Friday, July 6, 2012

Query Letters and What To Do With Them

Query letter, query letter, query letter.....

No, I'm not summoning a demon when I say those words together, but it kind of feels like I am, doesn't it? 

I started sending out query letters this week. 

Eventually, this is going to turn out to be a highly motivating blog post. But first...

Admit it. It's scary!

I keep trying to tell myself that it's no different than finding a job in today's pressure-riddled economy. But actually, it's more like working for three years and then trying to find someone willing to pay you for it. In the era of self-publishing, why would anyone want to subject themselves to this torture?

Because it seems like it would be fun to make it the old-fashioned way, and it's still the best way if you hope to see your name on the spine of a shiny new book, or if you dream of making your living as an author. Times, they are a-changin', but an agent can still be a valuable resource.

On to the highly motivating part:

Creating a Query Letter 
Most query letters contain:
A professional, courteous greeting
An introductory paragraph with title, word count, genre and a hook
A short synopsis
An optional biographical paragraph--(if relevant!)
Your name and contact information

It's exactly that simple, and exactly that complicated. Nathan Bransford's mad-lib post is a good to have on hand for those moments when Query Panic begins to overwhelm you.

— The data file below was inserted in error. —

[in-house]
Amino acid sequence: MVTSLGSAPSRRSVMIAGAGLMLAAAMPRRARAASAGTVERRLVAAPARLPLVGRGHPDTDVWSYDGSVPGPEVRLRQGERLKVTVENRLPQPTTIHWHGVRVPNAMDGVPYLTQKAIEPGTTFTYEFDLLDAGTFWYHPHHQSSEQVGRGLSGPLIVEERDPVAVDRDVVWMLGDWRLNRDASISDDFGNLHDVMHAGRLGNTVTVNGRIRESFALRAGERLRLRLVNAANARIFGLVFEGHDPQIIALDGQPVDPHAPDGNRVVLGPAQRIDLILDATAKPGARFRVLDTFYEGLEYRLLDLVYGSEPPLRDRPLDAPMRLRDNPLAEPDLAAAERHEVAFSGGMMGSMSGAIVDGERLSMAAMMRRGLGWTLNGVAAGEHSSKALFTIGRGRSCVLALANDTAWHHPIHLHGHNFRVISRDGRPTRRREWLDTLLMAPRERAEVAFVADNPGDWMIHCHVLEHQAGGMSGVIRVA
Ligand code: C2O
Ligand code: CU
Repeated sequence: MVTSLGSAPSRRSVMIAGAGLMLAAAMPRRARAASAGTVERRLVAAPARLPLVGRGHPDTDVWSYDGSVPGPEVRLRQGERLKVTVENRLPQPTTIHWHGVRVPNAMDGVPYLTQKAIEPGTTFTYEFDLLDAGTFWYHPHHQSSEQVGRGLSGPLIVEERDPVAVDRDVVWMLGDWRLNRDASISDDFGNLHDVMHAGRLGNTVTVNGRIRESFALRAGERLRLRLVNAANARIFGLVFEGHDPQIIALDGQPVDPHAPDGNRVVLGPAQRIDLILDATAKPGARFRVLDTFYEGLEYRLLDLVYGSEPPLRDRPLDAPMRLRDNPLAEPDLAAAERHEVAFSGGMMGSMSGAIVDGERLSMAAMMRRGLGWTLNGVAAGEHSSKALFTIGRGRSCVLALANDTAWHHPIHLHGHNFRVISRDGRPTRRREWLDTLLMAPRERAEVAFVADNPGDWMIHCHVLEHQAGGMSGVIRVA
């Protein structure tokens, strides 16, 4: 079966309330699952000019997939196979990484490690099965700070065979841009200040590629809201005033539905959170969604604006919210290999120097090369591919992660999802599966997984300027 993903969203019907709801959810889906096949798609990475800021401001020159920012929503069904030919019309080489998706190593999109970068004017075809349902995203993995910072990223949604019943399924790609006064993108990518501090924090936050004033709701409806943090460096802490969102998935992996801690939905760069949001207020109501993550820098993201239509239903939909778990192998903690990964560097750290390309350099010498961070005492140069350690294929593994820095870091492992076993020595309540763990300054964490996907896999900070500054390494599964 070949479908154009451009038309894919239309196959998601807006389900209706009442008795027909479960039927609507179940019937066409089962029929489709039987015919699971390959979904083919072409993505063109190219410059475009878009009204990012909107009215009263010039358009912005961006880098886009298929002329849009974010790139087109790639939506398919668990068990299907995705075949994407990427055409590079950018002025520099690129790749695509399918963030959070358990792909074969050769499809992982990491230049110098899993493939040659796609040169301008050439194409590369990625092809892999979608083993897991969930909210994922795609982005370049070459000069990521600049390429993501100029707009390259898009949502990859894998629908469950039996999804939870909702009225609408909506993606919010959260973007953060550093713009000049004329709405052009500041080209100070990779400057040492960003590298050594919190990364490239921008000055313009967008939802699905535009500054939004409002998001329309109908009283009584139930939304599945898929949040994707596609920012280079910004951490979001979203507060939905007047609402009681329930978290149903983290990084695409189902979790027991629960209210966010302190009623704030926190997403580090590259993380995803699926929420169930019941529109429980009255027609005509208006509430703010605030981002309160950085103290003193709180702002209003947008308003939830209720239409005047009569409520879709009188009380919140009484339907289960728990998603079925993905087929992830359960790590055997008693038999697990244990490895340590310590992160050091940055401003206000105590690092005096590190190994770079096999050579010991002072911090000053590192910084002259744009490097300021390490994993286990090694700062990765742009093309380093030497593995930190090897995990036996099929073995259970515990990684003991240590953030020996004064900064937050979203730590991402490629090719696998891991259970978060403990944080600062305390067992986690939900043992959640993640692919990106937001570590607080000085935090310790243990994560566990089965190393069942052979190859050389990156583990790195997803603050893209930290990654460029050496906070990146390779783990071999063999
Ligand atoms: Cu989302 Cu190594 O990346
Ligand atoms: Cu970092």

But it's much harder to explain the nuances involved in making your novel's voice apparent while staying in third person; in being interesting while still remaining professional. Other people, far more skilled than I, with much better credentials, have done a fantastic job explaining the precision necessary to get an agent's attention--in a positive way. Trisha was one of them, and you can read her post here. 

Some links to my favorite real life query letters from successful authors:
Anything from queryshark:  Be careful though. This blog has been known to suck all the energy out of my body, leaving me staring at the screen with arms too limp to reach the computer mouse and legs too flaccid to run away.

I've Got A Query Letter. Where Do I Send It?
You've survived query writing 101. Every word in your query letter shines. 

Next you've got to find an agent who represents your type of book. I recommend agentquery.  On the left hand side of their home page, about half way down there is a box that will help you narrow the field of agents to find ones that represent the type of book you have written. For example, where it says "keyword" I typed in fantasy and romance. Where it has a scroll down bar for fiction, I picked "Young Adult". When I clicked "search" it came up with 102 entries. I could tell by looking that many were not a great fit for me, but some of them were.

Make sure any agent you send a letter to is legitimate. Often you can tell by their website, but if something seems off, trust your gut. You can also check preditors and editors, which is a website devoted to making sure that agents and editors are the real deal.